At Pregnancy Care Center (PCC), we work mostly with expectant, first-time dads. That means we get to see the value in men connecting with their children at the earliest possible moments. How a man responds to the news that his partner is pregnant and to the ultrasound pictures of his child can set the stage for bonding with the baby after she/he is born.
Moms and kids benefit greatly from having a good dad in their lives. Fathers may underestimate the positive influence and impact they can have on their children because of their own painful childhood experiences or cultural mixed messages. But a mom's support and encouragement can go a long way toward building those bonds between a dad and his son or daughter.
I learned this lesson the hard way. I am a step, adoptive and biological mom to five young adults, and if I could go back in time, this is one thing I would do differently. I would encourage their father more.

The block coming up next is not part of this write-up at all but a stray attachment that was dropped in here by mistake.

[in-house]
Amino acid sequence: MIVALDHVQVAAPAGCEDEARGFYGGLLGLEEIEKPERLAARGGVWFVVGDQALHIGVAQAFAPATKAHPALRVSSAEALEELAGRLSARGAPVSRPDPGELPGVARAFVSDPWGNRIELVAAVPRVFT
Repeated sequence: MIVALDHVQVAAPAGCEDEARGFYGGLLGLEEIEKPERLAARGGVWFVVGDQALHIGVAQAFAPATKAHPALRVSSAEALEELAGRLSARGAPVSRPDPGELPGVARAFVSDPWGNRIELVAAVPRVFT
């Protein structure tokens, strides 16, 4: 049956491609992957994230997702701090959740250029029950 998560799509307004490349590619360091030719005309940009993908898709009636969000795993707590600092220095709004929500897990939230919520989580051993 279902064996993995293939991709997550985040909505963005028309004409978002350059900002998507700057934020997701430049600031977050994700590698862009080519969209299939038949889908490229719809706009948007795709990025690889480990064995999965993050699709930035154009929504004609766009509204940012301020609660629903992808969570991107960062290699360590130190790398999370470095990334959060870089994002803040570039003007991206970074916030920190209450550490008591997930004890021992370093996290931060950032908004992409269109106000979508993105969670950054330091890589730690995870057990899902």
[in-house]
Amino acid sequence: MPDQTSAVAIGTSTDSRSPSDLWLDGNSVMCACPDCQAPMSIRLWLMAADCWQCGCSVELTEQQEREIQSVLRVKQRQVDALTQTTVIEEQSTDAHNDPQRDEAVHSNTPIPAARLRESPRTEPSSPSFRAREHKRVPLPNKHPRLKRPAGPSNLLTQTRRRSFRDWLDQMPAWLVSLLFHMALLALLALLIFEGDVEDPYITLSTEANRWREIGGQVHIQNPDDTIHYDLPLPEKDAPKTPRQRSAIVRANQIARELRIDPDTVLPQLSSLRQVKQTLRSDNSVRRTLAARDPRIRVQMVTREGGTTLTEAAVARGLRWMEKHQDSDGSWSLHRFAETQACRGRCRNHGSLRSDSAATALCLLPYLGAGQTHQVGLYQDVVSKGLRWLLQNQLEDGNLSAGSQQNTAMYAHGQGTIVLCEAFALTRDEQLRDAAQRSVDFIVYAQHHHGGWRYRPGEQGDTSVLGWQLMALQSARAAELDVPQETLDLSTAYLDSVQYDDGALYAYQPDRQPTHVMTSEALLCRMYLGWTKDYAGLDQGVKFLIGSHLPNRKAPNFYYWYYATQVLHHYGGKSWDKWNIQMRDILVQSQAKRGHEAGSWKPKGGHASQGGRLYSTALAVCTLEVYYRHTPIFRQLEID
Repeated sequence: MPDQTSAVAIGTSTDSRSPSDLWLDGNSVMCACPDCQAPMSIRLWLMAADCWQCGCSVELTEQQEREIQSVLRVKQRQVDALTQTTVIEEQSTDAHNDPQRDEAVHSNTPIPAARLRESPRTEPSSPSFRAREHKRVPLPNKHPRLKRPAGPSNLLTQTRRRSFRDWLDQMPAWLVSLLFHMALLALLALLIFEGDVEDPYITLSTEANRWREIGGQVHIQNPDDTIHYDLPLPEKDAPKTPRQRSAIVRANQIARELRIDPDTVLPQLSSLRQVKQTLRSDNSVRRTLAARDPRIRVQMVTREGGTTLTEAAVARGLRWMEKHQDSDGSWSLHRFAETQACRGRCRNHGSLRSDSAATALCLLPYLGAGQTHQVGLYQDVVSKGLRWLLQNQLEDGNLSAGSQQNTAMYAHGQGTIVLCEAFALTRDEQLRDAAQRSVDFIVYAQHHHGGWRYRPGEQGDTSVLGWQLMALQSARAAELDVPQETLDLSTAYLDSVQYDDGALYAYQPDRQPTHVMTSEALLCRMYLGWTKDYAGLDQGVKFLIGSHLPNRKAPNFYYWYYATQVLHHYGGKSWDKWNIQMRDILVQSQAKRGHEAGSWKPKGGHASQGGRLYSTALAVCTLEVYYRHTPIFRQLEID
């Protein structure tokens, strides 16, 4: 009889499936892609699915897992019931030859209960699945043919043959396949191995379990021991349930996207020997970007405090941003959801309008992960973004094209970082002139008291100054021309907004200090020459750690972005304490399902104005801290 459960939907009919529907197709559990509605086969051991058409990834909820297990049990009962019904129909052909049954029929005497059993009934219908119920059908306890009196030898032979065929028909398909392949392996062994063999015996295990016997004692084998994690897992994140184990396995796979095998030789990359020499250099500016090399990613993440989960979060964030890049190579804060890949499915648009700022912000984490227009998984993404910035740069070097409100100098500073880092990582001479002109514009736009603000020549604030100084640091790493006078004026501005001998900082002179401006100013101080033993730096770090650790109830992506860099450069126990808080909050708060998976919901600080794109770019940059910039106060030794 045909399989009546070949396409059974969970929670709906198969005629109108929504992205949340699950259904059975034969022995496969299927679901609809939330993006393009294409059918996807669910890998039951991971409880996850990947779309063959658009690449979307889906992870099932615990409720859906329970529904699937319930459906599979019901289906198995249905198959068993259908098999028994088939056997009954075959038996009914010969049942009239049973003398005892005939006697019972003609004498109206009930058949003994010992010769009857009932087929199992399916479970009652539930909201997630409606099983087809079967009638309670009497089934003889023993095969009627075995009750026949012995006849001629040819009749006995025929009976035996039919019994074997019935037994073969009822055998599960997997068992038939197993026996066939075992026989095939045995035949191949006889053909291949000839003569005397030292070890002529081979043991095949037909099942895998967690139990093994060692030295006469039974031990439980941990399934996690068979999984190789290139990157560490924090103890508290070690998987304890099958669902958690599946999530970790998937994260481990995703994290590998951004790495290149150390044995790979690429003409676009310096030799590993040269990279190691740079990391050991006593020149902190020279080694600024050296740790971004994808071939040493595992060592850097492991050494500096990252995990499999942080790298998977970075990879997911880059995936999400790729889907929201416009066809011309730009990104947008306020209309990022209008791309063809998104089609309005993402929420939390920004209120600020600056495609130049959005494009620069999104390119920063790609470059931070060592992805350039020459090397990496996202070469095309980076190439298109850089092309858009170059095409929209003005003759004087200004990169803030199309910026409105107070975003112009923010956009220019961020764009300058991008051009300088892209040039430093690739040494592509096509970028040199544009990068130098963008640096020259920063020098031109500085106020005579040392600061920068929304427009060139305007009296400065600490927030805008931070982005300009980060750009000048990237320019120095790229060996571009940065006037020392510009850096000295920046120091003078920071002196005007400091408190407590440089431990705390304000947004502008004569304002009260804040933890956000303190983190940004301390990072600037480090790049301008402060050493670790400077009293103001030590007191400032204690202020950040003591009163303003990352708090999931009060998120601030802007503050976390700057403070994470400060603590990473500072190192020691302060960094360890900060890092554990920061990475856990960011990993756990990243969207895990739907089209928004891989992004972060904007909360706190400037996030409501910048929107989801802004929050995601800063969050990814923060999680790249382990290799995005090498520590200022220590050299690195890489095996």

Moms tend to worry about and hover over their children more than dads do. And if we aren't careful, this worrying can frustrate and suffocate not only our children, but their father too.
Generally, dads are more spontaneous and . . . dare I say, fun? That was certainly the case in our family. My children, even as toddlers, exhibited such wonder and joy when their dad took them to the playground or the Nature Center, when they carved pumpkins together or raked huge leaf piles to jump in. I was always worried about them falling off the monkey bars or skinning their knees or spotting a snake in the leaf pile. You name it—I could think of a scenario where something scary or unsafe was going to happen. Above all else, I wanted them to be safe and secure.
If I could encourage moms to take one action step toward supporting the dads in their lives, it would be to step back, bite your tongue and let dads be dads.
What I began to realize through the years is that my children needed the balance between being nurtured and feeling free. It was good for them to take risks and experience adventure, even if they came home dirty and a little banged up.
It wasn't just my children that needed that balance. All children do. Connecting with both parents in meaningful, albeit different, ways helps them grow into confident, thriving young adults—a true win/win for families and communities.